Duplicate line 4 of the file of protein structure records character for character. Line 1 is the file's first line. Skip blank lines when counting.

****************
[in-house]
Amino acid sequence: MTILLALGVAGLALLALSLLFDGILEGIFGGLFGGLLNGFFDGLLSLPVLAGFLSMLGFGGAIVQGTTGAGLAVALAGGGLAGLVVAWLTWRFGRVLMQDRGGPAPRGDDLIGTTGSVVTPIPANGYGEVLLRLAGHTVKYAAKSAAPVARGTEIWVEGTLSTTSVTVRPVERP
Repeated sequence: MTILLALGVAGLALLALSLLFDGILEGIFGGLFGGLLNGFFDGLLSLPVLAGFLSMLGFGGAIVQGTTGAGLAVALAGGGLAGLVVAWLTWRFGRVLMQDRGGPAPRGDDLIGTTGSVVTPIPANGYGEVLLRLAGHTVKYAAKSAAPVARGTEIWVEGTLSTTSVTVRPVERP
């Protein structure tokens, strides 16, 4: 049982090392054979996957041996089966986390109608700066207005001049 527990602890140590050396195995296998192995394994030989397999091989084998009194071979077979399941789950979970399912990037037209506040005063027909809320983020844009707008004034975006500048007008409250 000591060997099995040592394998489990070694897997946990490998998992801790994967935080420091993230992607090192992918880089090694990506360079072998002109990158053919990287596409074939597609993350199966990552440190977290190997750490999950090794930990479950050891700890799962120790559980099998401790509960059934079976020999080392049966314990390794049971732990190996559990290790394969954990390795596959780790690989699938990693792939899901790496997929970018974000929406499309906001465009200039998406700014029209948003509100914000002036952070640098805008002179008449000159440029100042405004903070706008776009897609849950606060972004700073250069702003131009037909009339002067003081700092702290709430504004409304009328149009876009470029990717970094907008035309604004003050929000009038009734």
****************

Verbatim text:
């Protein structure tokens, strides 16, 4: 049982090392054979996957041996089966986390109608700066207005001049 527990602890140590050396195995296998192995394994030989397999091989084998009194071979077979399941789950979970399912990037037209506040005063027909809320983020844009707008004034975006500048007008409250 000591060997099995040592394998489990070694897997946990490998998992801790994967935080420091993230992607090192992918880089090694990506360079072998002109990158053919990287596409074939597609993350199966990552440190977290190997750490999950090794930990479950050891700890799962120790559980099998401790509960059934079976020999080392049966314990390794049971732990190996559990290790394969954990390795596959780790690989699938990693792939899901790496997929970018974000929406499309906001465009200039998406700014029209948003509100914000002036952070640098805008002179008449000159440029100042405004903070706008776009897609849950606060972004700073250069702003131009037909009339002067003081700092702290709430504004409304009328149009876009470029990717970094907008035309604004003050929000009038009734």